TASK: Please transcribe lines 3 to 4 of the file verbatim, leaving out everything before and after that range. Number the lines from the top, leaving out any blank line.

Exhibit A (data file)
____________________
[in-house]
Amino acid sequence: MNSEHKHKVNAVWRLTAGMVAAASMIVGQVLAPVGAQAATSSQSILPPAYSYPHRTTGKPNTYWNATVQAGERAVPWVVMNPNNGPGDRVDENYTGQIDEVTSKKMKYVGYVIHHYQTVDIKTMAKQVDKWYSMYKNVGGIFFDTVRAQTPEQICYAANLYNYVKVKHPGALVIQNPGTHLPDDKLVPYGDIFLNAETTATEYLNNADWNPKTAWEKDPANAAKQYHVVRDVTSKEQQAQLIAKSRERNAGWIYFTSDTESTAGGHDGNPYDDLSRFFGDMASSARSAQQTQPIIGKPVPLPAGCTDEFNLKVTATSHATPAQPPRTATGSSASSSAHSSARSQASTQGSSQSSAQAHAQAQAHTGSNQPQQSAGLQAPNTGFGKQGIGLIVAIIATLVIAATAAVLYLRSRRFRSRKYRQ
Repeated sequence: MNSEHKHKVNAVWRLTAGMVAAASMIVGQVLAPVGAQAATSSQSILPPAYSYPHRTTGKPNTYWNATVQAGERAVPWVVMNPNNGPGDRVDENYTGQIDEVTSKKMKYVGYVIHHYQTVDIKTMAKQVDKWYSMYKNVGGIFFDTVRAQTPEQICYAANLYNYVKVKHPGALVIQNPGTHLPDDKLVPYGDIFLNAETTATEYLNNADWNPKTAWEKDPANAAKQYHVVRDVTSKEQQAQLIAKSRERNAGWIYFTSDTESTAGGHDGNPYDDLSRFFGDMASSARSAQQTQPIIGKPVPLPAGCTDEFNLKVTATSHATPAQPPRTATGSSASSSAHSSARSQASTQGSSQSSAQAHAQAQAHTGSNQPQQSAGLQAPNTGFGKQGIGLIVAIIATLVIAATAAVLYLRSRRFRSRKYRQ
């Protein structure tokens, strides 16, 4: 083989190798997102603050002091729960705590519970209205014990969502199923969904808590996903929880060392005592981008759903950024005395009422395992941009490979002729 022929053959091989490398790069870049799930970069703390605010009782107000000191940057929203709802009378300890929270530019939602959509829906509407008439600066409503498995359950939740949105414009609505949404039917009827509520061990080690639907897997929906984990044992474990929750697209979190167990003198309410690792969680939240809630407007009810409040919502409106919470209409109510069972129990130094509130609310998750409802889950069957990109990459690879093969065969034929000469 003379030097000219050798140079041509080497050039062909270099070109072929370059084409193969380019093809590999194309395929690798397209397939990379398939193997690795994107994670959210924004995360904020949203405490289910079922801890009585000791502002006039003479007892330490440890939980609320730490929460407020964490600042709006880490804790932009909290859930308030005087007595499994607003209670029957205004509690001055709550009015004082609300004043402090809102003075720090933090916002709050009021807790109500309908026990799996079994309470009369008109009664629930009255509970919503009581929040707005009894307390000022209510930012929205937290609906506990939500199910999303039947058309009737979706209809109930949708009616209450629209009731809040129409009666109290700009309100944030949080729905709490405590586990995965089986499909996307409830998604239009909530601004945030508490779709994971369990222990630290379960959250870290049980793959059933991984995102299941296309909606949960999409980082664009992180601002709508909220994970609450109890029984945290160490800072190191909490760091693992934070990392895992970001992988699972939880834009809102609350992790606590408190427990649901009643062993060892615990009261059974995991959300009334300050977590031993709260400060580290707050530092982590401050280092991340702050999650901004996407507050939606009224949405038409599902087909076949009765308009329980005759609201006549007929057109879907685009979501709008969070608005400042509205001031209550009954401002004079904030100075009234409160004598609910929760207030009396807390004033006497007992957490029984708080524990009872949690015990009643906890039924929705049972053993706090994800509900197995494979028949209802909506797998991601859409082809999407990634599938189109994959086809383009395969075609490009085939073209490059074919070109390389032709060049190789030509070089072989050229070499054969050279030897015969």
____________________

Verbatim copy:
Repeated sequence: MNSEHKHKVNAVWRLTAGMVAAASMIVGQVLAPVGAQAATSSQSILPPAYSYPHRTTGKPNTYWNATVQAGERAVPWVVMNPNNGPGDRVDENYTGQIDEVTSKKMKYVGYVIHHYQTVDIKTMAKQVDKWYSMYKNVGGIFFDTVRAQTPEQICYAANLYNYVKVKHPGALVIQNPGTHLPDDKLVPYGDIFLNAETTATEYLNNADWNPKTAWEKDPANAAKQYHVVRDVTSKEQQAQLIAKSRERNAGWIYFTSDTESTAGGHDGNPYDDLSRFFGDMASSARSAQQTQPIIGKPVPLPAGCTDEFNLKVTATSHATPAQPPRTATGSSASSSAHSSARSQASTQGSSQSSAQAHAQAQAHTGSNQPQQSAGLQAPNTGFGKQGIGLIVAIIATLVIAATAAVLYLRSRRFRSRKYRQ
């Protein structure tokens, strides 16, 4: 083989190798997102603050002091729960705590519970209205014990969502199923969904808590996903929880060392005592981008759903950024005395009422395992941009490979002729 022929053959091989490398790069870049799930970069703390605010009782107000000191940057929203709802009378300890929270530019939602959509829906509407008439600066409503498995359950939740949105414009609505949404039917009827509520061990080690639907897997929906984990044992474990929750697209979190167990003198309410690792969680939240809630407007009810409040919502409106919470209409109510069972129990130094509130609310998750409802889950069957990109990459690879093969065969034929000469 003379030097000219050798140079041509080497050039062909270099070109072929370059084409193969380019093809590999194309395929690798397209397939990379398939193997690795994107994670959210924004995360904020949203405490289910079922801890009585000791502002006039003479007892330490440890939980609320730490929460407020964490600042709006880490804790932009909290859930308030005087007595499994607003209670029957205004509690001055709550009015004082609300004043402090809102003075720090933090916002709050009021807790109500309908026990799996079994309470009369008109009664629930009255509970919503009581929040707005009894307390000022209510930012929205937290609906506990939500199910999303039947058309009737979706209809109930949708009616209450629209009731809040129409009666109290700009309100944030949080729905709490405590586990995965089986499909996307409830998604239009909530601004945030508490779709994971369990222990630290379960959250870290049980793959059933991984995102299941296309909606949960999409980082664009992180601002709508909220994970609450109890029984945290160490800072190191909490760091693992934070990392895992970001992988699972939880834009809102609350992790606590408190427990649901009643062993060892615990009261059974995991959300009334300050977590031993709260400060580290707050530092982590401050280092991340702050999650901004996407507050939606009224949405038409599902087909076949009765308009329980005759609201006549007929057109879907685009979501709008969070608005400042509205001031209550009954401002004079904030100075009234409160004598609910929760207030009396807390004033006497007992957490029984708080524990009872949690015990009643906890039924929705049972053993706090994800509900197995494979028949209802909506797998991601859409082809999407990634599938189109994959086809383009395969075609490009085939073209490059074919070109390389032709060049190789030509070089072989050229070499054969050279030897015969």